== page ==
13Piaget’s Stage Theory of Cognitive Development CharacteristicsTypical AgeSensorimotor stageSubstages 1-3Ability to deal with situations is limited to:i) Having sensations and producing actions; ii) The ‘here and now’0-8 monthsSubstages 4-6Intentional actions emerge; trial and error behaviour; object concept – object permanence develops; simple pretend play; language acquisition8-24 monthsPreoperational stagePreconceptual periodSymbolic thought develops; egocentrism; animism; centration2-4 yearsIntuitive periodJudgements based on appearance not logical thought; less egocentric; unable to conserve4-7 yearsConcrete operational stageConservation; seriation; transitivity; class inclusion7-11 yearsFormal operational stageAbstract concepts; hypothetical thinking; flexibility in thinking12+ years
14Sensorimotor stage (0-2 years) In the first stage, the child ‘thinks’ by sensing (‘sensori-’) and by performing actions on (‘-motor’) the world around it.It does not think by manipulating mental representations, like an adult does.Characterised by profound egocentrism. Does not distinguish between itself and the environment.Lack of object permanence. (Piaget argued object permanence starts to develop around 8 months)
16General Symbolic Function During the sensorimotor stage a range of cognitive abilities develop. These include:Object permanenceSelf-recognitionDeferred imitationRepresentational playThey relate to the emergence of the general symbolic function, which is the capacity to represent the world mentally
17Object permanence Objects are tied to infant’s awareness of them “out of sight, out of mind”Hidden toy experiment4 months: no attempt to search for hidden object4-9 months: visual search for object9 months: search for and retrieve hidden objectA-not-B task (Diamond, 1985)9 months: A/B error after 1/2 second delay12 months: 10 second delay needed to produce error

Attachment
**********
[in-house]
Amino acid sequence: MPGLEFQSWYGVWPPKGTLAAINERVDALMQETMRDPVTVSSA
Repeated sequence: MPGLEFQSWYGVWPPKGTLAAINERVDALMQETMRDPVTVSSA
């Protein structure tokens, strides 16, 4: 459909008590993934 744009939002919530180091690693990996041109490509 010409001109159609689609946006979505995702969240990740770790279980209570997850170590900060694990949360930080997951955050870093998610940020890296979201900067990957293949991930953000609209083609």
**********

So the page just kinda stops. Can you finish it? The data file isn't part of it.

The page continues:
18Object permanence Before 8m Does not search for hidden object at all. Typical ageSearch behaviourBefore 8mDoes not search for hidden object at all.8-12mSearches for hidden object in initial hiding place even if the object is moved to a second hiding place while the child watches (the ‘A not B error’)12-18mSearches in most recent hiding place.
19Object permanence‘Peekaboo’ is played across diverse cultures (Fernald & O’Neill, 1993). Recorded in as diverse communities as the US, Japan and Africa.3-5 months – babies laughs and smiles as the adult’s face moves in and out of view5-8 months – baby shows anticipation.12 months – babies start to imitate the game – then it is the adult who acts more like an idiot.
20Piaget’s Sensorimotor According to Piaget – the journey from reflex behaviour to thought is long and slow. For 18 months or so, babies learn only from their movements (according to Piaget) and do not make the breakthrough to conceptual thought until months.Modern tools and simplified tasks suggest infants master conceptual thought earlier. What Piaget saw as inability may have been due to immature linguistic and motor skills.Infants more cognitively competent than Piaget envisioned. He may have been mistaken with his emphasis on motor skills as the prime engine of cognitive growth.